Marlene Maier (* 1989 in Steyr) lives and works in Vienna and studied art and media at the Academy of Fine Arts Vienna and at the Kyoto University of Art and Design. Her work has been shown internationally in exhibitions and film festivals, including Kunsthalle Wien, Diagonale – Festival of Austrian Films, Crossing Europe Film Festival, Galerie Fünfzigzwanzig Salzburg, Digital Ecologies – Plovdiv (BG) Kasseler Dokfest (DE), IMPAKT Festival – Utrecht (NL), Institut français du Japon, Kansai (JP). In 2019 she received the start grant for video and media art from the Austrian Federal Chancellery, in 2017 she was awarded the Prize of the Kunsthalle Wien, the Prize of the Academy and an honorable mention at the 34th Kassel Dokfest.
HD video, colour, sound, 2019
A longstanding tradition in Western philosophy associates lying with the trope of the shadow. The best-known example, perhaps, is Plato’s allegory of the cave, in which the play of shadows on the back wall of the grotto absorbs the prisoners’ attention, stunting their cognitive faculties. The metaphor of the shadow rises to even greater prominence in the Age of Enlightenment, which explicitly styles itself as the shadow’s other, a movement of light. It establishes the modern epistemological schema: whatever languishes in darkness is to be illuminated, be it the deepest recesses of the human soul or remote “dark continents.” By bringing light into the darkness, however, modernity engenders its own zones of shadow, new areas of invisibility and repression – a consequence of its quest for knowledge that it acknowledges only formulaically, if at all. Yet if philosophy’s famous shadowy figures are tropes of obscuration, there are others that are rendered visible. “Digital shadows”, for instance, are transcripts of our online activities, the form, that is to say, in which we appear in the digital realm and become visible to – and, more importantly, susceptible to exploitation by – all sorts of commercial interests.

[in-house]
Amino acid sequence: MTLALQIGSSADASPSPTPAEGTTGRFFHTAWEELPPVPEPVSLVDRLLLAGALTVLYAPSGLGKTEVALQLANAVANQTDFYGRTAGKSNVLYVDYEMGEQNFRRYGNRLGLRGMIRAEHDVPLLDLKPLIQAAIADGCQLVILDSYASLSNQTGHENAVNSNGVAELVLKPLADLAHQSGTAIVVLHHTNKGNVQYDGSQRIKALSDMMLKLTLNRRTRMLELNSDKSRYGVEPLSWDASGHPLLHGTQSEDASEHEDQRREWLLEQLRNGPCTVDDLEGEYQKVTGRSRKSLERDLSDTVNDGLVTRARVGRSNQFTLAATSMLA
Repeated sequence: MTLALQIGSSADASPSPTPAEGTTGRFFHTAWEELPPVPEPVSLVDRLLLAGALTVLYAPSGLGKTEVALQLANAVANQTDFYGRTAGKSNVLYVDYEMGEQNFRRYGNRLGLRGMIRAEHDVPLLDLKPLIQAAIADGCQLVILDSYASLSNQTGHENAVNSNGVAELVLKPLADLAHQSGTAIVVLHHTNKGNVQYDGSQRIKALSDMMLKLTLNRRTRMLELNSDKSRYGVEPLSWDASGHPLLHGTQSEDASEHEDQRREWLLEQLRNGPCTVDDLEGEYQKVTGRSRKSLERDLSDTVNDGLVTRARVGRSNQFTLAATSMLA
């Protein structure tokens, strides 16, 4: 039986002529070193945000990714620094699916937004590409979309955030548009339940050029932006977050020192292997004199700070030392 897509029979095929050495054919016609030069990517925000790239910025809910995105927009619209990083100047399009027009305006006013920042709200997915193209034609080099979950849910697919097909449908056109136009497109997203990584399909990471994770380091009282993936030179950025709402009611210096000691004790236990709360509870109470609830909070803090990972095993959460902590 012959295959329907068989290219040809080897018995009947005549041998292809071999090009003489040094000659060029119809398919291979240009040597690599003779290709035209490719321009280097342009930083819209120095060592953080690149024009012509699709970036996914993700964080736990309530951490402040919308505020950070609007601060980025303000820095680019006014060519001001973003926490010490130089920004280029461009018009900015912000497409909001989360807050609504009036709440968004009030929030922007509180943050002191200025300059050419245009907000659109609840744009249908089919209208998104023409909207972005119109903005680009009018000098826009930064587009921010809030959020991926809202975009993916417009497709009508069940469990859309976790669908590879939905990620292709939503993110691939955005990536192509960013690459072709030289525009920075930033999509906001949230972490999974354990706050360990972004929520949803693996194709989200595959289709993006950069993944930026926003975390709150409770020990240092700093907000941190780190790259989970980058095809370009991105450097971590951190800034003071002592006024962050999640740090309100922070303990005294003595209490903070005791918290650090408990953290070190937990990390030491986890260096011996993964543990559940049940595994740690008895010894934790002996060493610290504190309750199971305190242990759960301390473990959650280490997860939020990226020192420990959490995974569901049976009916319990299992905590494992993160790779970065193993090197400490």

Marlene Maier’s film installation Unreal Engines weaves together several narrative strands to explore the dialectic of the shadow as both metaphor and actual phenomenon. We see shades scurrying across a rock face; sharply edged shadows cast on the terraces of what would seem to be a lost city; the discreet and almost invisible shadings in the ripples of a blanket of snow; shadows gliding over an animal’s fur. Maier gleans these shadowy impressions from videogames and various 3D applications: it is the evanescent and chimerical shadows of the digital that engage her interest.
The text read by an offscreen voice is a collage of snippets from chatrooms and various tutorials. One source is online forums where users discuss so-called “graphics engines”: software building blocks that serve to generate 3D worlds. Shadows play a central part in the making of such worlds – for an animation to look “realistic”, it is crucial that the shadowed parts of a virtual body or space are meticulously modelled, which is to say, computed.
The technical question of the perfect computer-generated shadow brings Maier to a philosophical concern: if reality is nothing but an effect – evoked by the methodical alternation of light and dark, or ones and zeroes – then how substantial are our selves? The artist does not give an unequivocal answer, but she offers clues. “I’m composed of virtual shadows trying to mimic a world that has never been there in the first place”, she laconically notes at one point. By the time Unreal Engines has run its course, it would appear that little more remains of the subject than a data trace, a digital shadow on a futile quest for its own reality.
Text by Maximilian Steinborn (Kunsthalle Wien)